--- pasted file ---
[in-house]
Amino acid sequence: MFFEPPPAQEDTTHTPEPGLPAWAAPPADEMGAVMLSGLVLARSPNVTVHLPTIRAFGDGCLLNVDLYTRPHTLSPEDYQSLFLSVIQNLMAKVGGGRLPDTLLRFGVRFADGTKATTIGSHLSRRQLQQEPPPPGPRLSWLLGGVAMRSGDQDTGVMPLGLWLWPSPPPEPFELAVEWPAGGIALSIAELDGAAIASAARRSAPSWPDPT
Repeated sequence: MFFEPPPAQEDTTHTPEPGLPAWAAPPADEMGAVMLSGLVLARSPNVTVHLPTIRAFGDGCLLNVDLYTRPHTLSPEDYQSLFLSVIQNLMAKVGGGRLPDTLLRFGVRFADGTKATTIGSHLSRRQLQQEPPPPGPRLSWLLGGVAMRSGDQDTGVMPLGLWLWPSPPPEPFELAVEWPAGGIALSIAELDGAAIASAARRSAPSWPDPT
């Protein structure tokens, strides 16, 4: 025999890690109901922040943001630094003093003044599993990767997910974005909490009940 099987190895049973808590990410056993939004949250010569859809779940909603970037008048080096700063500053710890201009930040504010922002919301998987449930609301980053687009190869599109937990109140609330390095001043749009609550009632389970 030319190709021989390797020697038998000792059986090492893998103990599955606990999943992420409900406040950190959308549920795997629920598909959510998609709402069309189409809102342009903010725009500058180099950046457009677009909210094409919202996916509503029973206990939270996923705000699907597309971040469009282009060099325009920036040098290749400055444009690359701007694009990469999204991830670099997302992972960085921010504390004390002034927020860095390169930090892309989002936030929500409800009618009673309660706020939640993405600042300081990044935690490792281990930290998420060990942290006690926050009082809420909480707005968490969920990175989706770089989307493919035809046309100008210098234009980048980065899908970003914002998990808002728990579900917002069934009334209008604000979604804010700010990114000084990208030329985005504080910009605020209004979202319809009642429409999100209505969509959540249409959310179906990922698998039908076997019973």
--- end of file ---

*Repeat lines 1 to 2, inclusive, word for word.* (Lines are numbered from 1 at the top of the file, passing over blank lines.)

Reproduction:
[in-house]
Amino acid sequence: MFFEPPPAQEDTTHTPEPGLPAWAAPPADEMGAVMLSGLVLARSPNVTVHLPTIRAFGDGCLLNVDLYTRPHTLSPEDYQSLFLSVIQNLMAKVGGGRLPDTLLRFGVRFADGTKATTIGSHLSRRQLQQEPPPPGPRLSWLLGGVAMRSGDQDTGVMPLGLWLWPSPPPEPFELAVEWPAGGIALSIAELDGAAIASAARRSAPSWPDPT